For women talking to their doctors about hormone therapy to relieve menopausal symptoms, the decision is not always easy. Hormone therapy increases the risk of cardiovascular disease, but so does middle age itself. This is simply due to the aging process and increased risk factors such as high blood pressure and obesity.
Robert Wild, MD, Ph.D., and MPH, physician scientists at the University of Oklahoma School of Medicine, recently published a groundbreaking study in the journal. menopause It provides subject clarity.His study shows that determining a woman’s “vascular age” is a better indicator Risk of cardiovascular disease From her chronological age or years since menopause.
For years, doctors have usually considered the age of women and the duration of menopause to make the following decisions: hormone Treatment is low enough. However, it does not always provide the clearest answer. A 52-year-old woman who smokes, is overweight, and has high cholesterol faces a much higher cardiovascular risk than a 65-year-old woman who has few. Risk factor.. Wild’s study has shown that measuring the risk of cardiovascular disease in women, or vascular age, is a much better tool for making decisions about hormone therapy.
“What this study tells us is that we must see the true risk of cardiovascular disease, regardless of age,” Wild said. “Age does play a role, but it depends on other risk factors. We have to make individual decisions rather than using a wide range of brush strokes.”
Wild, the lead author of the publication, studied data from the Women’s Health Initiative, a long-term research project focused on preventive strategies. Heart disease Some other conditions in postmenopausal women. In the world’s largest hormone therapy trial, 27,347 postmenopausal women aged 50 to 79 years were enrolled nationwide between 1993 and 1998. Some received hormone therapy, while others received placebo. A large amount of data on women’s overall health was collected at enrollment, and the trials continued to analyze for nearly 18 years, providing a treasure trove of information on which women had cardiovascular disease.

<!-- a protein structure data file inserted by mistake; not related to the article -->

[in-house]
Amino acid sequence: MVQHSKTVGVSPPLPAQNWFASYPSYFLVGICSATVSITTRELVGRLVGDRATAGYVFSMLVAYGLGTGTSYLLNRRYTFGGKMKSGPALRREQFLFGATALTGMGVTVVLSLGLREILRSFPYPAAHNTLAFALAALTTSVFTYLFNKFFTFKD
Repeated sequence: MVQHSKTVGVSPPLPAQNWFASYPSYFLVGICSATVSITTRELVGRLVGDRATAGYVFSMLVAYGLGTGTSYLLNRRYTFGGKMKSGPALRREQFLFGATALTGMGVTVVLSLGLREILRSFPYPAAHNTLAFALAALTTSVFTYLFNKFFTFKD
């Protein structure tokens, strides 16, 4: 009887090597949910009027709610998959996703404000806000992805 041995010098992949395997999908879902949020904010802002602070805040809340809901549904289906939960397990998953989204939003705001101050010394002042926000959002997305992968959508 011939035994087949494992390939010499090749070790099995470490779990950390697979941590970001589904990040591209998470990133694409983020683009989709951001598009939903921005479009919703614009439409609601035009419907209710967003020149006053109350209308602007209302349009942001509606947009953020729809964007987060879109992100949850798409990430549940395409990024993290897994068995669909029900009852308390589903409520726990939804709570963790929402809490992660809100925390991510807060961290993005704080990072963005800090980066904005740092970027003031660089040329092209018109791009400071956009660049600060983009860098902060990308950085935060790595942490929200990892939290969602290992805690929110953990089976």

To examine that data, Wild used two different cardiovascular risk scoring systems. One is from the American College of Cardiology and the American College of Cardiology, and the other is called the Flamingam Risk Score. The two scoring systems are similar in that they assess vital signs such as age, race, total cholesterol, HDL (the “good” part of cholesterol), systolic blood pressure, blood pressure drug use, diabetes, and smoking status. I have. Framingham scores are different because they use Body Mass Index (BMI) instead of HDL cholesterol.
At the end of the study, evidence was clear: both cardiovascular risk scoring systems were better predictors of cardiovascular disease than chronological age and years since menopause.
“This is a groundbreaking study, because it’s the opposite of the general debate so far,” Wild said. “This is the culmination of many years of work, and we are pleased to hear that it is now open to the public. It is for patient management as it can begin quantifying risk and improve risk beyond the simple ones. Important. Age estimate. “
Over the years, hormone therapy has led to a polarization between the medical disciplines. Cardiologists tend to oppose hormone therapy, while gynecologists and primary care physicians tend to prescribe hormone therapy to relieve the patient’s symptoms. However, Wild’s research does provide a midpoint and enhanced method for predicting risk. He said he hopes this approach will soon become part of clinical practice. He said risk scoring systems are easy to use and many healthcare systems integrate them into electronic health records.
Wild also incorporates his findings as an educator of medical students and residents into his work. He is developing a clinic that gives him more experience in managing menopause, especially for those who attend primary care, obstetrics and gynecology.
Studies also need to empower patients to share the decision-making process regarding the initiation of hormones Treatment Or change the dose if you have already started.
“We need to personalize our decisions about Hormone therapy“This study verifies that it is possible because it can more accurately estimate the age of blood vessels,” Wild said.
University of Oklahoma
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Determining “vascular age” is the best predictor of cardiovascular risk from hormone therapy, the study says.
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